AP NEWS

Katy FD ready for flooding with new equipment

September 4, 2018

Katy Fire Chief Russell Wilson knew there was a problem when the rising floodwaters brought on by Hurricane Harvey began rushing toward the Katy Fire Department station at 1417 Avenue D.

“The water actually started entering the station and I had to issue the order that we aren’t responding,” Wilson said.

The fire department’s contingent of firefighting vehicles such as ladder trucks and pumpers are perfectly adequate for dealing with a house fire but this deluge was something else completely. KFD trucks were simply not high enough.

“You couldn’t even see where the curbs were,” Wilson said. “We had a couple of booster trucks that are designed for grass fires but they weren’t high enough.”

A few hours later, Katy residents with boats began showing up at the station and offering to help. Wilson gladly took them up on the officer.

“I set up an operations field command right there in the station. That was the first time we were able to deploy anybody out of there since we had gotten trapped,” he said.

One resident with an airboat that can skim across the surface of the water told Katy officials one of his rescue missions in the Old Katy area was especially tough.

“He thought he had made a great mistake. His airboat was having problems dealing with the current and swift was that was coming down from the north — right down Avenue D,” said Katy Mayor Chuck Brawner.

It wasn’t until the Texas National Guard arrived with their trucks and fleet of boats capable of easily churning through high water that large scale rescues in the hardest-hit regions of Katy were able to be undertaken. Wilson would send the National Guard soldiers out into the flooded area along with a Katy firefighter to act as their guide.

“The National Guard didn’t know where to go,” Wilson said.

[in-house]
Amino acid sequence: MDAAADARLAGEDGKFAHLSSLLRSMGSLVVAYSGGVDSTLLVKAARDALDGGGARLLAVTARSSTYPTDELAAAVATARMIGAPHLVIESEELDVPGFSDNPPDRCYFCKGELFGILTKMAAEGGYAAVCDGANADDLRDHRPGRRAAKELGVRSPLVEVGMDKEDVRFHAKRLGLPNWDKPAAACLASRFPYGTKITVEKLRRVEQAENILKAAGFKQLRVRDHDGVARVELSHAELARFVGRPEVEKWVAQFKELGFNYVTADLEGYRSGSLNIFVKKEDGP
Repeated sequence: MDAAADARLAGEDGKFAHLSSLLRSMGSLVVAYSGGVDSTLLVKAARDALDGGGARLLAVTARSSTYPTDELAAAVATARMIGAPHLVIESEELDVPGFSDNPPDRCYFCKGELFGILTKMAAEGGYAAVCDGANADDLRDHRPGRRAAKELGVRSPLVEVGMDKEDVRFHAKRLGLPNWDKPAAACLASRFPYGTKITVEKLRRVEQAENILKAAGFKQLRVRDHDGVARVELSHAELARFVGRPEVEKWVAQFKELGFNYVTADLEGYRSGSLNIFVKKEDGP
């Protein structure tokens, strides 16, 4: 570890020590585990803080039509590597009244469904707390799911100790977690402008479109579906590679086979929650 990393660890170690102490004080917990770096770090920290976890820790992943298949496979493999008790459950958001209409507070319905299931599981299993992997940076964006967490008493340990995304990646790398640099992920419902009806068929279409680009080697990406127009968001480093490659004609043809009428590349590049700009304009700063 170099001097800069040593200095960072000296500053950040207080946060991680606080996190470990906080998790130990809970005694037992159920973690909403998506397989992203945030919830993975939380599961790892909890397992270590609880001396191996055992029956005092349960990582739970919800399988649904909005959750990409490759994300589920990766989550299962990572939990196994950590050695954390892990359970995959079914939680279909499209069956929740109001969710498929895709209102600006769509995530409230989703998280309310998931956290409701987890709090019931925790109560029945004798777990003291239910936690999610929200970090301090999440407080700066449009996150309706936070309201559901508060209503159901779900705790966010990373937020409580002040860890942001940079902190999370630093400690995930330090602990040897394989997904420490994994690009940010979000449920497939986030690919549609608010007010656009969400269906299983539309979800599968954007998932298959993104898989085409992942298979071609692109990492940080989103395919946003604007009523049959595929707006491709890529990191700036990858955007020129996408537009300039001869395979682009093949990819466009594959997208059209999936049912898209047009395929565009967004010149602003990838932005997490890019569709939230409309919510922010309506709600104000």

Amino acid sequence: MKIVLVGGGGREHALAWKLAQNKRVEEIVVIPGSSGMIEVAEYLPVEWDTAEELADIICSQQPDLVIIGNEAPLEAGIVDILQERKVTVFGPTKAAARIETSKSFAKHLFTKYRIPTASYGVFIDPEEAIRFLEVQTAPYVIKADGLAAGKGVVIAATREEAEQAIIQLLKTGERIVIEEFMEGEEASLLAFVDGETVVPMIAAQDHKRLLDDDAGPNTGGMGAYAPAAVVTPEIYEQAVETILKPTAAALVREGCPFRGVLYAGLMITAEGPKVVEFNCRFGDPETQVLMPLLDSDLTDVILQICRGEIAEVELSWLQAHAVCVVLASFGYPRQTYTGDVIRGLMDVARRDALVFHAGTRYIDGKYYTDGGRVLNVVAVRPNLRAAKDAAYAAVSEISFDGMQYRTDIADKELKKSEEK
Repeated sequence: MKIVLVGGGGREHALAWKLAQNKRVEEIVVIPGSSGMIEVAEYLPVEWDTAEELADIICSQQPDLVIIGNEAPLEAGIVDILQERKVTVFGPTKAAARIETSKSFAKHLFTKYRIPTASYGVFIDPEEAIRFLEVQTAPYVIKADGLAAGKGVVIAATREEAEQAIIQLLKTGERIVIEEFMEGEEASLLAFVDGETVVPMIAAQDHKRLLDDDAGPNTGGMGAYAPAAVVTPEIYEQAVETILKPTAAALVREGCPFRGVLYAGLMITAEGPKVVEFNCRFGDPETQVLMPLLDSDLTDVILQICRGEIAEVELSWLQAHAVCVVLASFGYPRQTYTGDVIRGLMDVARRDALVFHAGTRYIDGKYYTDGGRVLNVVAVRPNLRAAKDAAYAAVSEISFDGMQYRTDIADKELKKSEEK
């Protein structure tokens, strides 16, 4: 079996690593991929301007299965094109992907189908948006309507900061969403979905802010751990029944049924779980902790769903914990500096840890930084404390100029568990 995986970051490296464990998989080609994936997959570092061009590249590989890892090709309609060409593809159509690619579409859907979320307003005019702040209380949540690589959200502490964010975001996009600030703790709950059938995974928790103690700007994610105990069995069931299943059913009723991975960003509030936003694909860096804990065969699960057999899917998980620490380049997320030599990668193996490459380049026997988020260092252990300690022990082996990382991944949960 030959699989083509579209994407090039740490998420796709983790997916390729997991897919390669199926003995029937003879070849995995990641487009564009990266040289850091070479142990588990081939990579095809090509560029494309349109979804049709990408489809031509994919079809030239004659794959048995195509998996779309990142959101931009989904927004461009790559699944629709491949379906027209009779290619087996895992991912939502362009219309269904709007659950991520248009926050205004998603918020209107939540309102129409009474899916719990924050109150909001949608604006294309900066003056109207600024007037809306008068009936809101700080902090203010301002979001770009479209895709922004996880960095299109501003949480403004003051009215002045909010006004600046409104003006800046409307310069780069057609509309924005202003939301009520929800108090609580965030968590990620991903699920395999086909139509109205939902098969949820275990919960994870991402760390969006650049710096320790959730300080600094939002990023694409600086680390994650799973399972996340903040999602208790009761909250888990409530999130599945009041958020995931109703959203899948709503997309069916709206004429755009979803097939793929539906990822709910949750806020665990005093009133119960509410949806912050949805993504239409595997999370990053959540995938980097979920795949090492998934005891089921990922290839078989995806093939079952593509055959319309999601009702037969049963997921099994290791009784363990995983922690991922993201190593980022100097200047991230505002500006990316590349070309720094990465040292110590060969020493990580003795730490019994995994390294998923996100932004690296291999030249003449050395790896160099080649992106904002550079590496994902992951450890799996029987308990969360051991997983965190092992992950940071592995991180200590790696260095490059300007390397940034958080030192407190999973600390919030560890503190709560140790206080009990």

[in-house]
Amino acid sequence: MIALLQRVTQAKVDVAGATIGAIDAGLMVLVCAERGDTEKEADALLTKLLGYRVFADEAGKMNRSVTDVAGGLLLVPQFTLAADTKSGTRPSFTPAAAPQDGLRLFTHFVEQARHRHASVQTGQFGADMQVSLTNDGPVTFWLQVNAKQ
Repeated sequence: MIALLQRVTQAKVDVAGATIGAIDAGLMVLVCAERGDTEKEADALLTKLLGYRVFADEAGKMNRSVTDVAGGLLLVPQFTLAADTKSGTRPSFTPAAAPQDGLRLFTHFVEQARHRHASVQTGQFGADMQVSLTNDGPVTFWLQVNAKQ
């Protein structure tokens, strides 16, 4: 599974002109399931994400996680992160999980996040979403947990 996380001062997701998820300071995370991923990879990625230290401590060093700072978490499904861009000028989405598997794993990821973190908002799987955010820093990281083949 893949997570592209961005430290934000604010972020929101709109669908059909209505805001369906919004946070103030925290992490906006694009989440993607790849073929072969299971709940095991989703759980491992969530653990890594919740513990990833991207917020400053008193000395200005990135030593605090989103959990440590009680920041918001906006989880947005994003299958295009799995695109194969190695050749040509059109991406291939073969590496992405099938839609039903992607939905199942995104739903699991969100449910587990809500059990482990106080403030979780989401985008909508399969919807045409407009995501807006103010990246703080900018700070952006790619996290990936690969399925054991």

Now the Katy Fire Department will be able to begin rescuing flood victims almost immediately. Soon after the waters began receding, Katy officials began looking into acquiring some of the equipment on their own. The city spent about $5,000 to pick up a powerful Army surplus truck that can ford flooded areas and about $13,000 on the kind of rubber Zodiac-type boats used in water rescue missions.

“We’ve also trained a number of our firefighters on swift water rescue,” Brawner said, who called the investment “well worth the money.” “I hope we never have to use it but at least we have taken the first step.”

With the addition of the new equipment, Wilson said his firefighters are ready to respond to the next flood.

“We can take that truck into a neighborhood and we can take that boat into a neighborhood,” he said. “We’ll start those operations immediately.”

The truck won’t only be sent into storage until a flooded, Wilson said. With the addition of a portable and self-contained firefighting apparatus called a “skid unit,” their elevated piece of army surplus will have a dual mission fighting grass fires in areas often inaccessible to other vehicles.

“We can drive that into any field we want. We actually have the best of both worlds,” Wilson said.

Brawner said it was important for Katy residents to know the fire department will be able to respond to the next flood.

“I hope we never have to use it,” Brawner said. “But it’s really important for our citizens to know we’re going to be ready.”

mike.glenn@chron.com

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